Aim of this research/project to determine the external and internal preferences of pear using descriptive sensory analysis, consumer preference. The research was performed on local consumers. Destructive measurements included fi rmness by puncture tests, soluble solids content (SSC), titrated acidity (TA). While there is a general positive tren...d for increasing preference with fi rmness, some consumers will prefer softer apples, and some will dislike the fi rmest pear. Sensorial judgement is able to classify the attractiveness, preference of properties specifi c for pear. Tests were performed by 13 persons on 4 pear varieties (Bosc kobak, Conference, Packham’s Triumph, Dessertnaia) checking 11 sensorial properties on a scale of 1 to 100 points. Relations of measurements and judgements were processed by correlation analysis. For analysis, the objects were furnished in 2011 from different growing sites (Csenger, Mérk and Nagykanizsa), taking from the store (in January) immediately. Among those the best notes were given to Bosc kobak and Conference coming from Mérk and to Packham’s Triumph grown at Nagykanizsa. It was stated that the success of sensorial judgement depends on the state of maturity, which is diffi cult to guarantee to be synchronous among samples of different varieties. Mature fruits are more praised as a sample of Bosc kobak taken from a chain of department store proved to be of balanced composition regarding its sugar/acid ratio (0.12) and the optimal fi rmness (5.75 N/cm2). Results of the correlation analysis suggest that the thickness of the skin is a decisive component of preference (r= 0.857), the typical pear flavour (r= 0.948), the taste as sweetness and acidity (r= 0.930 and r= 0.813). At the same time, no valuable relation could be detected between the data raised in the laboratory and the preference expressed by the sensorial tests, which should signalise that the opinion of consumers does not depend on any individual parameter obtained in the laboratory (sugar- or acid content, fi rmness) but rather on the complexity of several decisive components together (sweetness, acidity, fl avour, skin, etc.). The consumers’ preference cannot be measured objectively without the aid of adequate expertise and a prosperous surrounding, samples of optimal maturity and a thoughtfully edited judging form.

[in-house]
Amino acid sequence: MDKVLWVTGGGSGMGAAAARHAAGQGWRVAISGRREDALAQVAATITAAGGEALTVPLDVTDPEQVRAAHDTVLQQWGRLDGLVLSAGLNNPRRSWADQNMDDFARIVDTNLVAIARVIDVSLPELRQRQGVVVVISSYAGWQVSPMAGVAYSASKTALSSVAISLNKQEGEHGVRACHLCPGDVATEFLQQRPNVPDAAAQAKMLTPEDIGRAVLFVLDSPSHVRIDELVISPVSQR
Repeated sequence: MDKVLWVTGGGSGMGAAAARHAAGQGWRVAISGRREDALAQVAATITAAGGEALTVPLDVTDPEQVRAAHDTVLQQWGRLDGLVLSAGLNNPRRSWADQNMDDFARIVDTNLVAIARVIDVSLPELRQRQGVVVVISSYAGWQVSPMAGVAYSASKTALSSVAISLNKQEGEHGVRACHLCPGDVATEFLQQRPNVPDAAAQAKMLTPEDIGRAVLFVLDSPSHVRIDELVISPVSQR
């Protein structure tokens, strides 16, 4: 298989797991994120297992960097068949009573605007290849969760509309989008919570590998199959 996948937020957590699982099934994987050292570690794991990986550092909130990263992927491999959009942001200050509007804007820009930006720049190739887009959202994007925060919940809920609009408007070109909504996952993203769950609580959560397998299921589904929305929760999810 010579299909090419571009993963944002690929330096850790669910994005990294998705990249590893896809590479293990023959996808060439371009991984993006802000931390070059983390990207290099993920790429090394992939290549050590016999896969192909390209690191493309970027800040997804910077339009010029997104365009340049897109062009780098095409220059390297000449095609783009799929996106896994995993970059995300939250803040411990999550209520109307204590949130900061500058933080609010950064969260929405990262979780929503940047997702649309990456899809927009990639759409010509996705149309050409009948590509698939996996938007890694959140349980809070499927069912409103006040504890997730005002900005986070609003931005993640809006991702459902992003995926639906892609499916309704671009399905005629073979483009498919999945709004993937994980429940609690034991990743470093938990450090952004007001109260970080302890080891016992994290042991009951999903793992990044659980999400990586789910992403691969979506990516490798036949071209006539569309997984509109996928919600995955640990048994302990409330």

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Traditional farming within the Carpathian basin - pomaceous fruits